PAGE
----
Similarly, people often assume that homeless people are addicted to substances such as alcohol and drugs. While not always true, it is statistically accurate that a higher proportion of the homeless are addicts compared to other populations. This generalization dissuades many generous people from giving money, which can be used to acquire drugs and alcohol, and spurs them instead to help the homeless by buying food for them or directing them to local homeless shelters.
In other words, some generalizations help people take appropriate precautions and act wisely. Despite the obvious limitations of generalizations, we cannot live without them. This is why even Jesus makes generalizations about the Pharisees and Scribes of his day in his scathing critique of their hypocrisy (Mt. 23:1-36; cf. Tit. 1:12-14).
But Stereotypes Are Sinful
But wait, aren’t young African-American men disproportionately represented in the criminal justice system? Isn’t this sufficient warrant for Zimmerman to suspect and pursue Martin? When do we cross over from fair-minded generalizing to sinful stereotyping?
A “stereotype” is an uncritical, oversimplified, and prejudiced conception of someone or something held in common by a group of people. We stop generalizing and start stereotyping when we fail humbly to acknowledge the limitations of, and exceptions to, our generalizations, and proudly assume that they are true for every member of a particular group and apply them to specific individuals in spite of evidence to the contrary.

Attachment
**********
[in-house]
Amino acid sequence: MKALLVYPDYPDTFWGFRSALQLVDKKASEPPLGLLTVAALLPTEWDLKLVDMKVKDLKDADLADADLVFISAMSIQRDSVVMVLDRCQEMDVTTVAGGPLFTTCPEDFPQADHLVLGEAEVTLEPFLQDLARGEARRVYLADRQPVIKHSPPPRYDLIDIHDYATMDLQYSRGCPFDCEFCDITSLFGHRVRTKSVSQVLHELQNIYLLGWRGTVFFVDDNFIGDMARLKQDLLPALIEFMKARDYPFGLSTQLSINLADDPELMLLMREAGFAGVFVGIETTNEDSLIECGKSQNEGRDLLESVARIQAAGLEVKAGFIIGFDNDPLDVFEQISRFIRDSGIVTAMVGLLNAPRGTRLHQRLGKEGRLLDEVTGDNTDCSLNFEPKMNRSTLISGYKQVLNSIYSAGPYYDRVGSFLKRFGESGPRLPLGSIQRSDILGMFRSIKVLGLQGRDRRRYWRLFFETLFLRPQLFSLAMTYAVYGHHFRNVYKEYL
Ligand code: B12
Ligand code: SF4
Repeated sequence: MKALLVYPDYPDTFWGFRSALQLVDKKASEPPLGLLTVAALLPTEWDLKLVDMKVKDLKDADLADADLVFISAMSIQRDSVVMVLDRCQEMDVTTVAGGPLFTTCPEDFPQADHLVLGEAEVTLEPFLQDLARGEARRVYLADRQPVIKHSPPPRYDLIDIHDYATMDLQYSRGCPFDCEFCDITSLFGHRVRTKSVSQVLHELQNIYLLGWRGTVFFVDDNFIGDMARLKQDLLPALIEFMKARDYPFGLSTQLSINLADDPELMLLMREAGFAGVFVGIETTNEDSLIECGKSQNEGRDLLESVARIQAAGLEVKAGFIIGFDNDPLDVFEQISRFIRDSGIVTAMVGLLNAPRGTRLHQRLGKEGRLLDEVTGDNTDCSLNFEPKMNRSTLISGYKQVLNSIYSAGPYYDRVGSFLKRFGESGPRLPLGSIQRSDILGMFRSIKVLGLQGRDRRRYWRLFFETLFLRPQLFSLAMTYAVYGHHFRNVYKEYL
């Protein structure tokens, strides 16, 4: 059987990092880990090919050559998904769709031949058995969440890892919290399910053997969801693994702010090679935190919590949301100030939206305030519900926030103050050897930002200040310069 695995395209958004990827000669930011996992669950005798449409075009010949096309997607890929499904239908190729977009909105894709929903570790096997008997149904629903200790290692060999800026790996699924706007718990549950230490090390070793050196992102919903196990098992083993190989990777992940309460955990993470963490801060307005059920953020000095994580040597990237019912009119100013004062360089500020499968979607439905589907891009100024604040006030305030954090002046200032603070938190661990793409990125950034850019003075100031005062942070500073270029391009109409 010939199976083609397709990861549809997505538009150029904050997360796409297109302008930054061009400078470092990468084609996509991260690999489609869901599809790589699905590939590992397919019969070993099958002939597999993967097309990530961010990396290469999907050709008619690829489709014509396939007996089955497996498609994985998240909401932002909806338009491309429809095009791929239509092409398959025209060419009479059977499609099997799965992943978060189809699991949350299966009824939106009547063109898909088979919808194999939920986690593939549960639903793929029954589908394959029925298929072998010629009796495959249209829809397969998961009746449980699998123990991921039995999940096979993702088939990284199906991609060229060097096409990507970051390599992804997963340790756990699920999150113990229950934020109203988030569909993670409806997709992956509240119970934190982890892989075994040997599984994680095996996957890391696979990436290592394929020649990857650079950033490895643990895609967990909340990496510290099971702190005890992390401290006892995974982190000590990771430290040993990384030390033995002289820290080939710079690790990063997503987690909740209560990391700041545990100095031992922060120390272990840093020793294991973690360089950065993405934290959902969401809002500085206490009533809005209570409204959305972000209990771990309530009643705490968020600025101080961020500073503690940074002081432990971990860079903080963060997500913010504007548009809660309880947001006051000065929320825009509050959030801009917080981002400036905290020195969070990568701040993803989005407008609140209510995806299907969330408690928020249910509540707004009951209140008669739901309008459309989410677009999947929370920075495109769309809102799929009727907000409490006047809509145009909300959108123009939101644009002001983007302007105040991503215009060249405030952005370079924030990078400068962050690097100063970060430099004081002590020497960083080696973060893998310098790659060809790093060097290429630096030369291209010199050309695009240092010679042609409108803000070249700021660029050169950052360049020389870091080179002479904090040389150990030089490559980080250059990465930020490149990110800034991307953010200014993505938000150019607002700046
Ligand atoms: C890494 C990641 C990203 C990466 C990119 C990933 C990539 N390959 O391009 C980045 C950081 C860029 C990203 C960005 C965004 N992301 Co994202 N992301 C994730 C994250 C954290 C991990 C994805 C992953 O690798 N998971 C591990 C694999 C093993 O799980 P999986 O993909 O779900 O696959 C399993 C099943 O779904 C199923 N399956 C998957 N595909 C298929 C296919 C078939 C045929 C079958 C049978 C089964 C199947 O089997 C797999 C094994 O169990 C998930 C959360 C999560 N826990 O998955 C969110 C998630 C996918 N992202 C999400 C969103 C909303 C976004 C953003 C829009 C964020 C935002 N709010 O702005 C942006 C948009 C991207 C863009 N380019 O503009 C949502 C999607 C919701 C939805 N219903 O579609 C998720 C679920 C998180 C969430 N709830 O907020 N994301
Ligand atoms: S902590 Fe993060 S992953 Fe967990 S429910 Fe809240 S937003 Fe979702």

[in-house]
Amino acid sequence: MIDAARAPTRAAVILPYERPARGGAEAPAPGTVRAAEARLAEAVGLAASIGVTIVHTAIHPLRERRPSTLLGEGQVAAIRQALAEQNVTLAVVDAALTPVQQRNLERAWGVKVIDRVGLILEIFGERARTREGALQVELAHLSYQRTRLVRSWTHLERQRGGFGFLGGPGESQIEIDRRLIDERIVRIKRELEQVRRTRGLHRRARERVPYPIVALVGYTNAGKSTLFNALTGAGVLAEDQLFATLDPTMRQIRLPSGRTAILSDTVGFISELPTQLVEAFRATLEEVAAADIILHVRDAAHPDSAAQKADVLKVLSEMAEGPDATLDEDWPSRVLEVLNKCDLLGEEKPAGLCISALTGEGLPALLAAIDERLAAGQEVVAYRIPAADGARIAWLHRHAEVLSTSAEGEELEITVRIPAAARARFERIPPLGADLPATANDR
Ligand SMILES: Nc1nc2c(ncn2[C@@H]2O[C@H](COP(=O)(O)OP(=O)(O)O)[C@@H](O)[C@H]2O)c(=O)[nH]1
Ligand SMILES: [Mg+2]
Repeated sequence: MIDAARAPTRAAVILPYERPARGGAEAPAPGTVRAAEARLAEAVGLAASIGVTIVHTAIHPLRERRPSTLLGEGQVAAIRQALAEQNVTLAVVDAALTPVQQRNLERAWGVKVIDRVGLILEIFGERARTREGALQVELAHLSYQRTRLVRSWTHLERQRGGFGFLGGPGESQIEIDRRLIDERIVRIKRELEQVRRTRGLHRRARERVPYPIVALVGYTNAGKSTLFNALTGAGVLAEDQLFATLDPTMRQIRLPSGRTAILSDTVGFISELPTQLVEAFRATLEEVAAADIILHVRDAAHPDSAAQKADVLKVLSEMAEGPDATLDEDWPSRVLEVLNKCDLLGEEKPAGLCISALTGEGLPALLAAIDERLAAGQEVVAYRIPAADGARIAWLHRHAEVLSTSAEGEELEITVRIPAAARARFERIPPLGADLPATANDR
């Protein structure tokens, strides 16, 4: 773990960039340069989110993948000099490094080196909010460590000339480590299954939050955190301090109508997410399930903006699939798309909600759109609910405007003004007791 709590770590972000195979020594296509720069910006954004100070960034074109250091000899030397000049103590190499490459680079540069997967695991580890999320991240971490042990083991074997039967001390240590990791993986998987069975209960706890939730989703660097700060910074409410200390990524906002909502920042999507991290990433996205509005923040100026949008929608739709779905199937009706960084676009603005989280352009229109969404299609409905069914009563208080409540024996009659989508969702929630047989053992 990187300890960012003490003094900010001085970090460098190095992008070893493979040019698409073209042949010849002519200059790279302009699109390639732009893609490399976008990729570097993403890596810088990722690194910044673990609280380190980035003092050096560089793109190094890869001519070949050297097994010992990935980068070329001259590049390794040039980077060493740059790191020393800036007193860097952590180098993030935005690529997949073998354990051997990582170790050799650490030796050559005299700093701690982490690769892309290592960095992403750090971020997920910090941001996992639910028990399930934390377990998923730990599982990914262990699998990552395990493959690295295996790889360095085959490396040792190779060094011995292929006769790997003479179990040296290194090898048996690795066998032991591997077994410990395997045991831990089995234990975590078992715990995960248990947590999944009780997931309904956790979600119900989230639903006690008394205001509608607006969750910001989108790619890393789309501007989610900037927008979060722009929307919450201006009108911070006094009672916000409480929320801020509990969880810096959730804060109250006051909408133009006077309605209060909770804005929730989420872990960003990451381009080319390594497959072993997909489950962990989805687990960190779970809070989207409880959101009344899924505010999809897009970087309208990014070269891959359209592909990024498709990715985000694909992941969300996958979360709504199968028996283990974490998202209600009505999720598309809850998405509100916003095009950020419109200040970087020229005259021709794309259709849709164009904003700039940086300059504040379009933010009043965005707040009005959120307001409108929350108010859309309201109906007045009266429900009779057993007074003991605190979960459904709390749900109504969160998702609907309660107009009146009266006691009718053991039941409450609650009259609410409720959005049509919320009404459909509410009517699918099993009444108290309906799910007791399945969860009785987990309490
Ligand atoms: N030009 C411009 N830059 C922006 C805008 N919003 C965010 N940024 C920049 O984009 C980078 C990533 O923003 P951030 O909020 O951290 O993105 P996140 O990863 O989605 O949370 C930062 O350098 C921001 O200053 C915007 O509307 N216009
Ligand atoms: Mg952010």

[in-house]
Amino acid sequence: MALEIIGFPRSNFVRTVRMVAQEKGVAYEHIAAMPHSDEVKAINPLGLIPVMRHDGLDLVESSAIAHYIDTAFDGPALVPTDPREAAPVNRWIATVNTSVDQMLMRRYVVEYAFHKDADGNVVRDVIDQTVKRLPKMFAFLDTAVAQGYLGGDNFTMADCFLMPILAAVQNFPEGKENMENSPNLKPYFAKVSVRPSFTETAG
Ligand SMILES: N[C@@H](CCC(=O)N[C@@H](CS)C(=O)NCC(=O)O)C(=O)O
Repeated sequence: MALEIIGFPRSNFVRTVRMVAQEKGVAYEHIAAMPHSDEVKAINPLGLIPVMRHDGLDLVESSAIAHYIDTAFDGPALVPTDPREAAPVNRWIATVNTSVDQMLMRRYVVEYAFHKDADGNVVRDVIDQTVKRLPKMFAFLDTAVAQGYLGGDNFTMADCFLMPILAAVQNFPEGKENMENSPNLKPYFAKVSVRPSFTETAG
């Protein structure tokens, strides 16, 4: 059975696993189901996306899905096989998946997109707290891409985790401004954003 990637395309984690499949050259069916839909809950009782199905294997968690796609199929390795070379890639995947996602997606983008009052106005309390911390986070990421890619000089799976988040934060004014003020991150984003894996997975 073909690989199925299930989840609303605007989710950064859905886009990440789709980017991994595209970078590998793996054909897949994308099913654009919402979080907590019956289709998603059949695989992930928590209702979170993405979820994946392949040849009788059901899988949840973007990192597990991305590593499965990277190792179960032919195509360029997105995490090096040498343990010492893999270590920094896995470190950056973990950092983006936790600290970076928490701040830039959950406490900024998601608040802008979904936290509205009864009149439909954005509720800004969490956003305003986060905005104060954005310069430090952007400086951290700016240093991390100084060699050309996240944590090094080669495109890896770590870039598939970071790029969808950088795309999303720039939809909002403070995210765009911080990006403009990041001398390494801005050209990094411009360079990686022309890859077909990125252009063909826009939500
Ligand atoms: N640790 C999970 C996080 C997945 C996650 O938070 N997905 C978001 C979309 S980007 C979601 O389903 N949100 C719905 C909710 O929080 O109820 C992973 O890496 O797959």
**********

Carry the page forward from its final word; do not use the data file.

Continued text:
Even though Jesus did criticize the hypocrisy of Pharisees and the Scribes collectively (Mt. 23:1-36), he never pressed individuals who did not fit the generalization into stereotypes. In fact, in Mark 12:34, Jesus commends a sincere Scribe by saying that he is “not far from the kingdom of God.”
Romans 12:3-5 is illuminating:
“For by the grace given to me I say to everyone among you not to think of himself more highly than he ought to think, but to think with sober judgment, each according to the measure of faith that God has assigned. For as in one body we have many members, and the members do not all have the same function, so we, though many, are one body in Christ, and individually members one of another.”